Trigger warning for mentions of dieting and eating disorders, specifically anorexia nervosa.
When someone tells you how “thin you look," you know, on some level, this is supposed to be a compliment. That's because an obsession with weight loss and its association with beauty is ingrained in our society. From Photoshopped models to advertisements preaching about the fastest ways to “lose those last 10 pounds," we're bombarded with the toxic message that thinness equals beautiful.
And it's not just about aesthetics: We've also been taught to associate thinness with healthiness; as if happiness can't happen without flat abs and a toned ass. Our Instagram feeds are flooded with images of perfectly poised post-workout bodies beaming with happiness at their “success," while being fat is equated with being a failure. It's hard not to succumb to this kind of messaging, and I know I've spent a large portion of my life vying to hear positive comments about my body, at both my heaviest and lightest weights. But considering how pervasive it is, how can this cycle be stopped?
Megan Jayne Crabbe, or @BodyPosiPanda on Instagram, says that learning to look past the bullshit of the weight loss industry is a process. “The starting point is realizing that you deserve better," she says. Crabbe, a known name in the body positive community, found solace in the space over three years ago when she was recovering from her eating disorder. You've probably seen videos of her dancing around in her underwear to catchy pop songs, videos that remind you that it's okay to have a little jiggle to you. Despite the gleeful image, Crabbe has struggled with body image and battled eating disorders most of her life.
Diagnosed with anorexia nervosa at 14, Crabbe says that she “started eating in a disordered way" when she was 10. She was 65 pounds at her lowest weight and, while lying in a hospital bed, was told she might not make it through the night. She's spent a lot of time in and out of rehab for eating disorders since then. “When I was 16, I was told I was recovered, but really, I was 'weight restored,'" Crabbe says. “I don't think that I truly recovered, or even knew what recovered could be, until I found body positivity when I was 21."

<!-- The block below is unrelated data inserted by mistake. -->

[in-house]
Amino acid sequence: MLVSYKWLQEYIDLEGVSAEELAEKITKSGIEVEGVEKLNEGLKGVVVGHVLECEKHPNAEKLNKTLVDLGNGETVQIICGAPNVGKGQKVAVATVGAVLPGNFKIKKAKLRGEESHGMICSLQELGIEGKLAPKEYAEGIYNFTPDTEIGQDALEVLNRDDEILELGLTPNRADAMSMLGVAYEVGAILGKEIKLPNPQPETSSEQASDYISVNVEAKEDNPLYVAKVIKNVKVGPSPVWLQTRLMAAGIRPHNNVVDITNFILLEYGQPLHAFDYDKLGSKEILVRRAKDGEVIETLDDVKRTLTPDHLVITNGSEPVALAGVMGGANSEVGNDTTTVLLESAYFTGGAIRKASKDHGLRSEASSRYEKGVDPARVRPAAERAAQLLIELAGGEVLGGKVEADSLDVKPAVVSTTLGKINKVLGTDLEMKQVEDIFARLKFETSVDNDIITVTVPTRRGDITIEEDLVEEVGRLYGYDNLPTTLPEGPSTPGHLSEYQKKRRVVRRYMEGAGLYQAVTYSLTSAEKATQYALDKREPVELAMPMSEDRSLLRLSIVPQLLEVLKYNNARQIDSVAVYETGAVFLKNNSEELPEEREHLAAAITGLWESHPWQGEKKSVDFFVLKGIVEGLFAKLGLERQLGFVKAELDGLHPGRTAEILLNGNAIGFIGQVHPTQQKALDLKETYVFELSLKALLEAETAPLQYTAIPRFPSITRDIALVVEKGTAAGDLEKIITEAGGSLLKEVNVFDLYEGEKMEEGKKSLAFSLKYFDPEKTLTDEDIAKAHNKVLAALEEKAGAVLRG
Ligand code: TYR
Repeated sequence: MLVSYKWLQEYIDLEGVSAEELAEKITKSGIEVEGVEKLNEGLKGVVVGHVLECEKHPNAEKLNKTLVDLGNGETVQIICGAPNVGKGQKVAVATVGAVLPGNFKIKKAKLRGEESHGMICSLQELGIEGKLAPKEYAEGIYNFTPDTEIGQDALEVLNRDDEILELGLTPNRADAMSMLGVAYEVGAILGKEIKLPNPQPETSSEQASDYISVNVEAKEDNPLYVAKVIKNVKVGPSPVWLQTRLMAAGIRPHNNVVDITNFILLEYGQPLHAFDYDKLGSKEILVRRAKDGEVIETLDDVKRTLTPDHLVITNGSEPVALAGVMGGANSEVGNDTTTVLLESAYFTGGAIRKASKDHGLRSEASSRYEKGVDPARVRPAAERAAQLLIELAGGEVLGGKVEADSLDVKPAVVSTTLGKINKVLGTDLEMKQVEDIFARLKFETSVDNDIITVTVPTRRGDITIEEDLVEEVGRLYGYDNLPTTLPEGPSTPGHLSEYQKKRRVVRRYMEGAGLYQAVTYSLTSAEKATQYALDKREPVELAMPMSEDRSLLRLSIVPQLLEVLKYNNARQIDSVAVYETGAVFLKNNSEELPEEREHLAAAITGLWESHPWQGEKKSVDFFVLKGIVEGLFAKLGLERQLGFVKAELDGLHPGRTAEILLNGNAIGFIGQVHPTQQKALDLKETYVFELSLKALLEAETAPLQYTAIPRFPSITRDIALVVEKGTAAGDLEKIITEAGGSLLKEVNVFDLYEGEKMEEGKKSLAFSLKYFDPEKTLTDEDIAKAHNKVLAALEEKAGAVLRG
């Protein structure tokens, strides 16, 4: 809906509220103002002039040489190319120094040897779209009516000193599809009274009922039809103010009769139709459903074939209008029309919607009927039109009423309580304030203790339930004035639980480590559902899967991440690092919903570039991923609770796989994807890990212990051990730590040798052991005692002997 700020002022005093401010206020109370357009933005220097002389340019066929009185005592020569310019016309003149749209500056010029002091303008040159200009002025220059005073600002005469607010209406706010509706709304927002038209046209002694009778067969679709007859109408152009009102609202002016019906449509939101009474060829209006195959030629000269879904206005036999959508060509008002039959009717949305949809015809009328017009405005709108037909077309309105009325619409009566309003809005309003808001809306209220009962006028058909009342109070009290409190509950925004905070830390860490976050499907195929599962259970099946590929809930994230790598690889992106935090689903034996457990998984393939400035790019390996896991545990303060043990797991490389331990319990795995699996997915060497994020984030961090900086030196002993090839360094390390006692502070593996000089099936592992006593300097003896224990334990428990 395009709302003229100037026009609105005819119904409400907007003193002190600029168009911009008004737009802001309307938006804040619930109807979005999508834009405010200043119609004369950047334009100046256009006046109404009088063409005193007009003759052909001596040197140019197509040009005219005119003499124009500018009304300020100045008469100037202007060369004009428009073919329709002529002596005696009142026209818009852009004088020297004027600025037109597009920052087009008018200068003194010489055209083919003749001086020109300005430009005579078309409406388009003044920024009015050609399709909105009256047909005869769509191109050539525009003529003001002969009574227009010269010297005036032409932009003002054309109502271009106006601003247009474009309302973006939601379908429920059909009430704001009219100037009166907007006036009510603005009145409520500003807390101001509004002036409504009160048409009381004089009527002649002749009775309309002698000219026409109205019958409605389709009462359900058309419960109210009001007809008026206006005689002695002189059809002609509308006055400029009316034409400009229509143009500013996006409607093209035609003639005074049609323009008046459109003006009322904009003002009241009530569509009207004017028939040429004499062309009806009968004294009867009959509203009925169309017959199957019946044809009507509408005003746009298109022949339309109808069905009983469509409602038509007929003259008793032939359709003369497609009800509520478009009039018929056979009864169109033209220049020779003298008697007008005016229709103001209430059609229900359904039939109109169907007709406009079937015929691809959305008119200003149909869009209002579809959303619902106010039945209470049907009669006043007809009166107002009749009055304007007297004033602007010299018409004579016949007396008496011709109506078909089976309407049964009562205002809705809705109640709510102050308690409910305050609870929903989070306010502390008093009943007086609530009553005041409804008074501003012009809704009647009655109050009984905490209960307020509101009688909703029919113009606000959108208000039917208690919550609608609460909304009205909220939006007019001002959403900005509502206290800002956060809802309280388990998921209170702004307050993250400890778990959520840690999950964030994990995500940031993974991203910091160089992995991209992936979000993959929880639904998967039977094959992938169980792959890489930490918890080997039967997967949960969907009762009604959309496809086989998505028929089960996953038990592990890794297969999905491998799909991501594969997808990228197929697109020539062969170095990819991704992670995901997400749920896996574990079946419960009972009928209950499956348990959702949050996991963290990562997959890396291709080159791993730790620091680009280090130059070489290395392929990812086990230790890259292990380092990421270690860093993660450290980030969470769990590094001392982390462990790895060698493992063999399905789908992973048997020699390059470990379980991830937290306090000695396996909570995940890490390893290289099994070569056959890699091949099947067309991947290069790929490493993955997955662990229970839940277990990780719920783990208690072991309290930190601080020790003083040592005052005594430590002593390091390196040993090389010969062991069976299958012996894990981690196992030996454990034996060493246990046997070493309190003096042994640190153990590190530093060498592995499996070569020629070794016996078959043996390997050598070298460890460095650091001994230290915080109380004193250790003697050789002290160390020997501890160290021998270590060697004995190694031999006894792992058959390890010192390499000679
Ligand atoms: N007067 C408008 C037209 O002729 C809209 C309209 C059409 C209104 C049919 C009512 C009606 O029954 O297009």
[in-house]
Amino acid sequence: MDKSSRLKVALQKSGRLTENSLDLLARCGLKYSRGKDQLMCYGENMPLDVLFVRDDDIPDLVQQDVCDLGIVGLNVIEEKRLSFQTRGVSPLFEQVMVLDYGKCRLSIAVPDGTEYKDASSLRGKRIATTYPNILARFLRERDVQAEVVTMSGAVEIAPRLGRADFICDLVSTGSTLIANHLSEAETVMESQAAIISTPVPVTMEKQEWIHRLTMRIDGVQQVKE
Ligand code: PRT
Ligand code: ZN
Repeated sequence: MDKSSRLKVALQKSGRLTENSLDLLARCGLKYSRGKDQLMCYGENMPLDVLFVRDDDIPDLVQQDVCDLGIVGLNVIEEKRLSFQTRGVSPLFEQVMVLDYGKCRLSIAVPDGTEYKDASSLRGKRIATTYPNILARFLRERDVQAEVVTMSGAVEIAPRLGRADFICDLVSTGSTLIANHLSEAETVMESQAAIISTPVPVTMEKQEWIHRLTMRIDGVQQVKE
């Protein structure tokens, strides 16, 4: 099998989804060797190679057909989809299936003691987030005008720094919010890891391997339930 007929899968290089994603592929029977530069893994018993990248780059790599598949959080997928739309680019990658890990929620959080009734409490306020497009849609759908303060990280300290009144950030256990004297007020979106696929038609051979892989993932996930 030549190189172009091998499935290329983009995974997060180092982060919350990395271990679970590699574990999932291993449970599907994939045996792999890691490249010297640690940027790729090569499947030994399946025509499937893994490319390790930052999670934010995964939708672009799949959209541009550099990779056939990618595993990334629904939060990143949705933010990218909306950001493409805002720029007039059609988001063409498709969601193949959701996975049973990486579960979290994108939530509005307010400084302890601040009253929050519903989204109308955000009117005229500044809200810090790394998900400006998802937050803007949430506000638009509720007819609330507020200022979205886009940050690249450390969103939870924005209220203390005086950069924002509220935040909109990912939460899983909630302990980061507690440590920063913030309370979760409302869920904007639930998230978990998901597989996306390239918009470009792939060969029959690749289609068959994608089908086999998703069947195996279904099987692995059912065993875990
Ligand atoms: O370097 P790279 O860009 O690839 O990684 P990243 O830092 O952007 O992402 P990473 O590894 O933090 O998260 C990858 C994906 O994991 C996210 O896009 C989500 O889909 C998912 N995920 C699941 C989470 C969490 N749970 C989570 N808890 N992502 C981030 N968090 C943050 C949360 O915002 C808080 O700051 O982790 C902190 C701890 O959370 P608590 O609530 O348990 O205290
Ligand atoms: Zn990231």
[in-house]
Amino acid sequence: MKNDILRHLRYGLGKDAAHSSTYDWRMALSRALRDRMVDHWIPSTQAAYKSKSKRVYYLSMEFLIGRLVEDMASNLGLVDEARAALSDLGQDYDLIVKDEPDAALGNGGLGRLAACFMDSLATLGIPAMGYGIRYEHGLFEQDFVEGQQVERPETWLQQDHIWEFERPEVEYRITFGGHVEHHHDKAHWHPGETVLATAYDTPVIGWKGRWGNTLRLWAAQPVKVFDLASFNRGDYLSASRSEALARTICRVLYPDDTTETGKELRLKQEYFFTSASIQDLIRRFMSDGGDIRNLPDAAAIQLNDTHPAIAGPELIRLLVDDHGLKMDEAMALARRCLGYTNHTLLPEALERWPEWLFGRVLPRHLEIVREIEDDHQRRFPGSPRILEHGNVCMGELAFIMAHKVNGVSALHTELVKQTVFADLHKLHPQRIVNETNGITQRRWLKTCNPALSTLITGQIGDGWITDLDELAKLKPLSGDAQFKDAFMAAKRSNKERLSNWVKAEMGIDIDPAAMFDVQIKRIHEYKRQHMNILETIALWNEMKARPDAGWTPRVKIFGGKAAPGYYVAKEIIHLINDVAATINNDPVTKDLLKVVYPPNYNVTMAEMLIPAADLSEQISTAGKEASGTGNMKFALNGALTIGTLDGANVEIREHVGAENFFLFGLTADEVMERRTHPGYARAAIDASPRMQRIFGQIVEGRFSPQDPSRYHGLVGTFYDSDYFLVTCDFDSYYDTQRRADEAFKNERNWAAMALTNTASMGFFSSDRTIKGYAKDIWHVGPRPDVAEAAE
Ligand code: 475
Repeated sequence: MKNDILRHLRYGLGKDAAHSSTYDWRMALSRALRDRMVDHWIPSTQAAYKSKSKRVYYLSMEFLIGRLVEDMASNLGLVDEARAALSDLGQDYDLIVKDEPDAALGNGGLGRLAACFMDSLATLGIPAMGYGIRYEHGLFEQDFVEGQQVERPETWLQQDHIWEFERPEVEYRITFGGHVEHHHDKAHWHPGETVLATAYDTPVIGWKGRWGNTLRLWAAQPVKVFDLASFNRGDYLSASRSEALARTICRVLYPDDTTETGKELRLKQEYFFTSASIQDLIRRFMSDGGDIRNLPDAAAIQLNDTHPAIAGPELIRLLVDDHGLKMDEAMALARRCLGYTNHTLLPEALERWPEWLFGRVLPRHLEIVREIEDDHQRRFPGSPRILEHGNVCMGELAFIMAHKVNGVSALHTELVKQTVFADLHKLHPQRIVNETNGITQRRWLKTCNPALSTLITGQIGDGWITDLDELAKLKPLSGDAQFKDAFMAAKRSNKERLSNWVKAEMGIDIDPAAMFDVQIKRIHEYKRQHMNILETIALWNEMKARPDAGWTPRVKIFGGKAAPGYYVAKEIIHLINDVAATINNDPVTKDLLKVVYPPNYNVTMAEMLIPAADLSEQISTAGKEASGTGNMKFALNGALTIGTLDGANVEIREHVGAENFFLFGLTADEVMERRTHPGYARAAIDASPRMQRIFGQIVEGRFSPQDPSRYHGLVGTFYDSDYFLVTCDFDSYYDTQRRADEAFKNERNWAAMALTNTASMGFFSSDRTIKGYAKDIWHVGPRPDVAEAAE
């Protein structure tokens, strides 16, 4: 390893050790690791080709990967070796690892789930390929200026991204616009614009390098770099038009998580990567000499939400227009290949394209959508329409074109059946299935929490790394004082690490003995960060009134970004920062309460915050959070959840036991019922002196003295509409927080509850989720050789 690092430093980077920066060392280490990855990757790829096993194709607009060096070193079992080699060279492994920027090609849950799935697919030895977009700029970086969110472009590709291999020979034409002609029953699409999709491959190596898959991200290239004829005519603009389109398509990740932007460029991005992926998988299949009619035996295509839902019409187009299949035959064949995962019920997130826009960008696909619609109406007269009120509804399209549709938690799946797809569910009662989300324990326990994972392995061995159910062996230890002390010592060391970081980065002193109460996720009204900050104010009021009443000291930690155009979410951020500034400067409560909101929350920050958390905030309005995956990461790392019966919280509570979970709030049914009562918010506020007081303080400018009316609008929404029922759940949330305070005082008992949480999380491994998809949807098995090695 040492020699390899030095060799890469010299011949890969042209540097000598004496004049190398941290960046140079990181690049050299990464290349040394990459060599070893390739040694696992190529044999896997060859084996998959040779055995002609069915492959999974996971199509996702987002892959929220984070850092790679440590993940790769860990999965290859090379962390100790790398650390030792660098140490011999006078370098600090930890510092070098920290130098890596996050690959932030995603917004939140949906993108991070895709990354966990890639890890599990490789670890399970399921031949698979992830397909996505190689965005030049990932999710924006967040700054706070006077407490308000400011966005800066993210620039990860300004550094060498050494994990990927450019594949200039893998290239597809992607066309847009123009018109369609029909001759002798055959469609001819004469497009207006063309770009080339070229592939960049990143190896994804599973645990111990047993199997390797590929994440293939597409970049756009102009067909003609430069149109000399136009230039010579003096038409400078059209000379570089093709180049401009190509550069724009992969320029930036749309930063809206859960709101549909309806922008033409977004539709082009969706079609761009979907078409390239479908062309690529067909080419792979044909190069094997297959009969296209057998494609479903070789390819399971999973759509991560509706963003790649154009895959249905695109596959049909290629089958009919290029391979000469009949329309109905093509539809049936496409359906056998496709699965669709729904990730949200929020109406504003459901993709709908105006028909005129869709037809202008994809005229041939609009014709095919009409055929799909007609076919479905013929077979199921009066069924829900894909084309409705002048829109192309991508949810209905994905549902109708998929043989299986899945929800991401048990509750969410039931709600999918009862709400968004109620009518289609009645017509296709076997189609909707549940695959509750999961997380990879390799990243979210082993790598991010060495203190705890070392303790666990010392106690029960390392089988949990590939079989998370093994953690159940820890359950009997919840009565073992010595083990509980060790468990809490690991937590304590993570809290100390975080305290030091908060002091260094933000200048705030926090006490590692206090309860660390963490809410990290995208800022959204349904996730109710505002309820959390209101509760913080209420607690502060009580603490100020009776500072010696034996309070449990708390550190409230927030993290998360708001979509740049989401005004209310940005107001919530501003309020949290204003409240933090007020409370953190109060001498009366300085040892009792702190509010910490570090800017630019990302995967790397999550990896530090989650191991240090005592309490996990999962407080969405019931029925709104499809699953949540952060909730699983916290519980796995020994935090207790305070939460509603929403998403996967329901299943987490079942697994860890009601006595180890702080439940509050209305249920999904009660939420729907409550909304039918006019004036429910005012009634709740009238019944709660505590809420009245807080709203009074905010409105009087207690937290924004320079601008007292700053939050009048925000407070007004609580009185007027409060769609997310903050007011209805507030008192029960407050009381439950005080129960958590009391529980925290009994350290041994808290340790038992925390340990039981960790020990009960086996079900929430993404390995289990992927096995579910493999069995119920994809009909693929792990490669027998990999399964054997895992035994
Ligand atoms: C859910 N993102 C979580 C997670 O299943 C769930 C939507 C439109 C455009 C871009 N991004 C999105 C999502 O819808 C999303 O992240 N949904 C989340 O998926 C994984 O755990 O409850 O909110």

Crabbe created her account in 2015 and, since starting the page, has accumulated over one million followers. She recently wrote a book, Body Positive Power, as a guide for everything she wishes she knew when she was recovering from her eating disorders. Crabbe says that she loved writing about “the reasons why we hate our bodies," stating: “We are not the problem—like that's what I want people to take away. How you feel about your body actually is not your fault—it has never been your fault. We are set up to hate our bodies from the start."
Fat-shaming is something that often happens in places you wouldn't expect, like in the doctor's office. Huffington Post recently reported on the widespread malpractice noting that, frequently, patients who are overweight are met with misdiagnoses of serious conditions, and are too often ridiculed for their size and shamed into unhealthy eating habits or discouraged from seeking medical treatment at all.
Crabbe recommends that anyone facing weight prejudice in the exam room should insist that the focus be brought back to their treatment. “Something I've found really handy to remember, if I go in for an issue that has nothing to do with my weight and [the conversation] gets brought back to weight, is the phrase: 'What treatment would you suggest to someone who came in with this condition who is thin? Can I have that treatment?'"
“Weight prejudice is killing people, and it's important for people to know that they are allowed to demand better," she says. “Even if you don't believe in health at every size, even if you want to stick to what most people believe about fatness, which is that it's unhealthy, we still should work on not dehumanizing fat people when we have these conversations." The discussion about body positivity goes beyond size, she says, and all areas of body positivity should be emphasized in the community. “We have to be intersectional," Crabbe stresses. “We have to also be thinking about other systems of oppression. Racism, ableism, queer-phobia, ageism—like they should all fall under the umbrella of body positivity because they are forms of oppression that people get because of their bodies. Like, it's that simple."
Accepting your body is hard and falling for the #thinspiration and #fitspo accounts flooding your feeds is easy. It's important to remember though that body positivity isn't a one-size-fits-all method, and that it's okay to take the time to learn to love yourself. “If it seems unattainable, that you could never love your body or even accept it, okay, you don't have to force yourself into it, but you can think back. Think about the first time you ever thought your body was wrong," Crabbe urges. “For most of us, it's when you're a child. Did you deserve to feel that way? Abso-fucking-lutely not. You didn't deserve it then, you don't deserve it now, and that's what you need to feel."
Body Positive Power is available for purchase here.
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